I can’t afford it – People tell me all year they can’t afford tithes. They can’t afford offerings. They don’t have the money to sow into a mission trip. They can’t afford their school tuition. They can’t afford this. They can’t afford that. These same people always have money for Christmas, the expensive Christmas. Food costs money. Trees cost money. Decorations cost money. Lights cost money (electric bills are not friendly). Presents cost money. Travel costs money. Christmas cards cost money. Christmas pictures cost money. And the reality is I do not have the extra money to spend on all the “holiday” things that others think I should be doing at this time of the year. To me, it’s really simple: God is the One Who called me into ministry, and that means I am called to be financially prepared and prudent for the things He wants me to do in each season of my life. If it’s a question between hosting a ministry event or going on a mission trip and celebrating Christmas, Christmas is going to have to lose, because I have other priorities. You can say all day long you can do both or have both, but the realities speak otherwise. If you can’t tithe all year or give all year, or can’t travel all year or hold events, but all of a sudden Christmas rolls around and you find a way to celebrate Christmas, then that tells me where all that money went! It might be said, even be intended that you can do it all, but I’ve been at this long enough to know it never happens. If it’s a question between obeying God or having myself a merry little Christmas, I have to obey God. We never think about God putting us in a position to make those choices, but if we are serious about ministry and even our faith and something ties up our finances, our ability to work in and help the church, and do a work we say He called us to do, then we have to seriously think about our actions and what our choices are doing to our call and relationship with Him.

I can’t get away from it – If I post a status that you don’t like about not celebrating Christmas, you have every choice to keep on scrolling and forget you ever saw it. But I don’t have the choice to forget about “seeing” Christmas. I go to the grocery store on December 20th just to do regular shopping, because I have to live, but I am barraged by Christmas gifts, checkers who think it is comfortable and friendly to ask me what I am doing for the holidays, decorations that reflect and are hard on my eyes and severely affect my ability to see due to a physical light sensitivity I have due to albinism, rude crowds, incessant Christmas music that is repeated year after year, and people who send greetings for the holiday, even after I have told them I don’t celebrate. That sounds to me like people are forcing me to get into something that I don’t want to be a part of, and it’s honestly very disrespectful. I understand that those who don’t know me don’t do it out of harm, but it is so automatically assumed that everyone is celebrating it, I can’t get away from it. Then I come online and see the mess of people defending various positions, arguing back and forth in favor or against, and it’s like everyone takes a posture that is both rude and inconsiderate that maybe, just maybe, everyone doesn’t automatically feel the way about Christmas that you do and maybe we all get tired of hearing about it.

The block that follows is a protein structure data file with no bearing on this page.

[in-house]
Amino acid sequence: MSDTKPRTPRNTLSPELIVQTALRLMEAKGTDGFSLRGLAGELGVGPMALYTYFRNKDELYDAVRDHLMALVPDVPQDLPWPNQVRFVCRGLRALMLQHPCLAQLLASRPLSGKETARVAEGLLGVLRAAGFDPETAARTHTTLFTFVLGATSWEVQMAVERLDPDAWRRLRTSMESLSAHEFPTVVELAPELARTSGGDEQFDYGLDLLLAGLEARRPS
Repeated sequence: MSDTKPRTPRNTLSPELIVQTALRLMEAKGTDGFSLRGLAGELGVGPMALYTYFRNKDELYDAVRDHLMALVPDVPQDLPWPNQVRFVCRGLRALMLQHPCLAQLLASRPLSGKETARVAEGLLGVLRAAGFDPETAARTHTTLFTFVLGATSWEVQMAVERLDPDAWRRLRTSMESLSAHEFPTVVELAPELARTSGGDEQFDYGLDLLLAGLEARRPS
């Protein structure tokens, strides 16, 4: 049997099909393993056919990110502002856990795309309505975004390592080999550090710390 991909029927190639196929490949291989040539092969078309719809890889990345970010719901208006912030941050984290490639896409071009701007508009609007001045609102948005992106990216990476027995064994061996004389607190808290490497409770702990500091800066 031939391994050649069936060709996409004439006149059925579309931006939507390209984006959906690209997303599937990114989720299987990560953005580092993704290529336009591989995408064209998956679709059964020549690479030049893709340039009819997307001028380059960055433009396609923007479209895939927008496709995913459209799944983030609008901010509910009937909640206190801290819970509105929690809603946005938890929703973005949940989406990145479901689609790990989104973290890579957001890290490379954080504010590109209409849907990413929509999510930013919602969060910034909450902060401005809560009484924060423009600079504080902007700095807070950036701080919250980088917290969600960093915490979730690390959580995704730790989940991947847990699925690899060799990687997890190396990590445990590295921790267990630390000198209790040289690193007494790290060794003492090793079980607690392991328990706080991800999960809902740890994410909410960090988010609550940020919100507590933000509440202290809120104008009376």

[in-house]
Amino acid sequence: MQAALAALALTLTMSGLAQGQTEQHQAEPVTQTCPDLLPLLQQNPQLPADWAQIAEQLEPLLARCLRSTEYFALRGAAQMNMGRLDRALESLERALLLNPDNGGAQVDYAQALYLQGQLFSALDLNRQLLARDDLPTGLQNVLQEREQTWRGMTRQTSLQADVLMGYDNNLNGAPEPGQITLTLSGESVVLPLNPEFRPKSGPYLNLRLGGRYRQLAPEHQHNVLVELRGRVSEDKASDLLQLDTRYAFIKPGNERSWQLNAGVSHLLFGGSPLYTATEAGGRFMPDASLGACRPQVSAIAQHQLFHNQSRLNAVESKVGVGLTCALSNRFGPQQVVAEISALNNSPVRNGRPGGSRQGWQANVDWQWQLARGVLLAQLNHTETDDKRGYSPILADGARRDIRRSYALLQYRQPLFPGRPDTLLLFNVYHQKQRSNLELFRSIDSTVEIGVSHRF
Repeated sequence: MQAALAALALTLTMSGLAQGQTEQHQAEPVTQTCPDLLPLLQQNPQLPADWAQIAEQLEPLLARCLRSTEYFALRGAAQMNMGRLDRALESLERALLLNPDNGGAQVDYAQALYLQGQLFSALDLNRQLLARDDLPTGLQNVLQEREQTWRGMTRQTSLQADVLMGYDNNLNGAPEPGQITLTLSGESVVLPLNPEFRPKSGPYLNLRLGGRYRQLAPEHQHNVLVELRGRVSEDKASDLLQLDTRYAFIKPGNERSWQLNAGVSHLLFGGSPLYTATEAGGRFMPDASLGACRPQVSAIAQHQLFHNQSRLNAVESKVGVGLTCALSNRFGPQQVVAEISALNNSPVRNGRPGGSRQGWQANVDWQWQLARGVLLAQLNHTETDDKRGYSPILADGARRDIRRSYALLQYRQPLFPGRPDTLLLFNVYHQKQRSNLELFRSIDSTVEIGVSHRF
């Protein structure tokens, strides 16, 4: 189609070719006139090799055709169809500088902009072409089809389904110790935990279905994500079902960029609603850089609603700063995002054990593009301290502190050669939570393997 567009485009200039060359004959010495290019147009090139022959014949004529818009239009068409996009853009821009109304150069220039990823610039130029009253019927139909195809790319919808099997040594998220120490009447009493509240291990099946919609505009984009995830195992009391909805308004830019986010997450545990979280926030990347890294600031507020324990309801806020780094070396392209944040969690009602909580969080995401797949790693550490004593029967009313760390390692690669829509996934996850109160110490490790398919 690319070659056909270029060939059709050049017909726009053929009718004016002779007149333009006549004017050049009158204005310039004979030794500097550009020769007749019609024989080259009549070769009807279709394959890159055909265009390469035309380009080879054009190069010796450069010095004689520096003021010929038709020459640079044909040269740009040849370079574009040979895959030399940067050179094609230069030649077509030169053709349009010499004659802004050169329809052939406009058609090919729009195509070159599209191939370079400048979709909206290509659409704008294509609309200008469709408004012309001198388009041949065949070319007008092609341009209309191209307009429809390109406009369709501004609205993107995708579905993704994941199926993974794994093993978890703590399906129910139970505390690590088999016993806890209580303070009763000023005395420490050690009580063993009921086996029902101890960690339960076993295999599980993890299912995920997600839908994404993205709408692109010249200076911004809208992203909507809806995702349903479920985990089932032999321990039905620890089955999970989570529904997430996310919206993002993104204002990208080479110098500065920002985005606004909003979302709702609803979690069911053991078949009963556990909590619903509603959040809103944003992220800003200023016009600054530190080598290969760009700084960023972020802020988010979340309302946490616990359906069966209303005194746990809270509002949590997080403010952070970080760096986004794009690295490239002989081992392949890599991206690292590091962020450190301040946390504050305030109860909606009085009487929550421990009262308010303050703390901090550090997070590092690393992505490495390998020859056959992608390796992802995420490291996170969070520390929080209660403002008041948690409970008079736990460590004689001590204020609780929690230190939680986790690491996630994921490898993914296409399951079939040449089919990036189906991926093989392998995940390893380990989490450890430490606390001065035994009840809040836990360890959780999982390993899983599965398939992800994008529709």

It makes people treat me differently – My decision not to observe Christmas is rooted in my faith and my strong conviction as a Christian and what it means to be one. I am sorry if you do not agree with me about that, but that does not give you the right to question my faith or my ministry calling. One of the reasons I don’t talk much about not celebrating holidays is because it always seems to cause others to treat me differently or not feel I am as “anointed” as I was before they found that out. Suddenly I am perceived not to be a Christian anymore, as someone who has no faith and there is something wrong with. Let’s look at the images we often have of people who don’t celebrate holidays: The portrayal in classic literature and movies is always of anti-Christmas people as stingy, selfish, workaholics, unkind, hardened people while those who want to celebrate are infringed and forced to do things so they can’t observe the holiday because of these evil Scrooges and Grinches. It’s implied and sometimes outright stated that those who don’t celebrate just want to keep people from what’s “really important” in life and the only way they can change their sinister ways is to do what – celebrate Christmas. This mentality has filtered down to today: if we don’t celebrate it, we aren’t in alignment with God in some way. This sounds an awful lot like faith by works to me, that somehow celebrating Christmas is what makes us a Christian, and last time I checked, the Bible is really clear to me that our faith is NOT based in our works. Maybe those who insist it is necessary need to go read their Bibles again.